Could "Star Wars" fans overshadow history of "magical" Irish island?

Skellig Michael is an island in the Atlantic, virtually stuck in time for more than 1,000 years. But now, it is being stormed by fans of the Jedi.

It looks like something only a Hollywood set designer could come up with, yet when Rey and Chewbacca flew the Millennium Falcon to a dramatic shard of rock in "Star Wars: The Force Awakens," they weren't flying to a fictional place.

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Millennium Falcon flying toward Skellig Michael

"Star Wars: The Force Awakens"

Skellig Michael is the real thing. If you don't have a spaceship, you need a boat to cross the lumpy, seven miles of open ocean off the southwest tip of Ireland.

Also, you get Hugh and Joe, instead of Rey and the Wookiee. When you land, you're greeted by Bob Harris, the tourist guide.

Harris knows all about a place so special it's been declared a UNESCO World Heritage Site -- not just for its spectacular natural beauty and its enchanting wildlife, but also because somewhere around the 6th century A.D. a small group of adventurous, devout Christian monks established a monastery here. Generations of monks stayed for at least the next 600 years. The monks' beehive huts, chapel, and graveyard have remained essentially as they were.

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Monastery at Skellig Michael

CBS News

"The magical thing to me is the fact that you can look in these dark doorways even today and you look at exactly what 6th century men looked at," Harris said.

But to visit these wonders, you have to climb and climb and climb -- more than 600 steps that the monks carved into the cliff face. By step 400, you can hear your heart beat.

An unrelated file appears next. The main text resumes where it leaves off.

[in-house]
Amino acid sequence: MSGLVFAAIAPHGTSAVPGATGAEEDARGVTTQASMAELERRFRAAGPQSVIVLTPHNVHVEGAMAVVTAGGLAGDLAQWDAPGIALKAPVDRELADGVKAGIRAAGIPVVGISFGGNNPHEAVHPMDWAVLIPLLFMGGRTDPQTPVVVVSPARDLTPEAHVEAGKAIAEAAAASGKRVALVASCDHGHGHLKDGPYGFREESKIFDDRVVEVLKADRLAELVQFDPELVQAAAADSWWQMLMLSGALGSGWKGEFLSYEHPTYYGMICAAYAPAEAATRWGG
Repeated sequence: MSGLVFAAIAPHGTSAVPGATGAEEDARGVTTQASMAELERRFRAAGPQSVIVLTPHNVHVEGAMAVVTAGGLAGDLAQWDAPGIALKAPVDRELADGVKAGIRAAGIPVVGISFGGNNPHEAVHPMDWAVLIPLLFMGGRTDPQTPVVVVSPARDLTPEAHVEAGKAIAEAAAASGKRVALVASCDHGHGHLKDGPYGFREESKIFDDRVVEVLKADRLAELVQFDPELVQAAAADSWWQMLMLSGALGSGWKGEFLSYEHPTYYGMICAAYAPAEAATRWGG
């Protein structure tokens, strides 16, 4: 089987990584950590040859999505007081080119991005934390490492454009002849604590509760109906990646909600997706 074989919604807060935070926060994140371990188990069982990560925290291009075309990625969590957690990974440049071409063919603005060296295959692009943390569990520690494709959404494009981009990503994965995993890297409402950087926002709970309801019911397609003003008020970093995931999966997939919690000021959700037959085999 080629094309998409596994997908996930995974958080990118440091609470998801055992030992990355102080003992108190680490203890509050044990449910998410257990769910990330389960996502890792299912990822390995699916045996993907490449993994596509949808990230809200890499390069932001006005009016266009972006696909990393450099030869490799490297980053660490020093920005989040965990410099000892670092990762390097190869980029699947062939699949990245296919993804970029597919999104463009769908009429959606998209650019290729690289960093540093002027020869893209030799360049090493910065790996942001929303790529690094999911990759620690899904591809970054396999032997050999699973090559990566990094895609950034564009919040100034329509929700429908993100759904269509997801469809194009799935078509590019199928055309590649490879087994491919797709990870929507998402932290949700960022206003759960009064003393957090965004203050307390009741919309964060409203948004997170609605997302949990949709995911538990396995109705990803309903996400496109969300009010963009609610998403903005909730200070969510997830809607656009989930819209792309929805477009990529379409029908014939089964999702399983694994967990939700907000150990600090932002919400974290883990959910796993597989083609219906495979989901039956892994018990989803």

When Rey came, she wasn't interested in the sites. She came on a mission. We came because Rey came and to see what "Star Wars" has done to this place.

Rey came to find Luke Skywalker. It was a make-believe encounter that has had real consequences.

Skywalker may have thought Skellig Michael was a good place to come and hide. But he brought the new force with him and others here think that may not be very good for the place. Because where Skywalker has come, others have followed.

No spaceship, but lots of little ships, have brought an ever increasing stream of tourists to the island, a bargain at around $67 a pop. They've been drawn, certainly, by its enduring charms, but also by its new Hollywood notoriety.

Janet Moore came all the way from Tampa.

"We were planning to come to Ireland before even before the 'Star Wars' movie came out, and then that clinched it," Moore said, smiling.

That also clinched it for Brian and Ellie Summerfield from Michigan.

"We thought it would be fun to come out here and pretend that I was Luke Skywalker and she was -- what was the name again?" Brian said.

"Rey," Ellie said.

There's a limit on the number of tourists allowed on the island -- just 180 a day. The operators are already more or less sold out for this short May-to-September season, even if the visit can be a challenge for some. Two people, both American, have fallen off these steps and died here.

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Tourists on Skellig Michael

CBS News

But it's not just the numbers that are worrying. It's the fear that Skellig Michael -- a special place for its history -- is now being confused with something else.

"Well the monks were here 1,300 years ago and people still know about them. I don't know how long people will know about 'Star Wars' but they may know about it for a very long time," Harris said.

Especially since scenes they've already filmed on the island feature in the next Star Wars movie, too.

Those who brave the trip here, like Fran Politi from San Francisco, hope all this fame doesn't change the place.

"Not too many railings, nowhere to buy ice cream, no bathrooms, that's good," Politi said.

"If it's good enough for Luke, it's good enough for you," Phillips said.

"Well, if it's good enough for the monks, it's good enough for me," Politi responded.

So is the force still on Skellig Michael?

"I think the force has been here for a very long time," Harris said.

  • Mark Phillips

    Mark Phillips is CBS News senior foreign correspondent, based in London.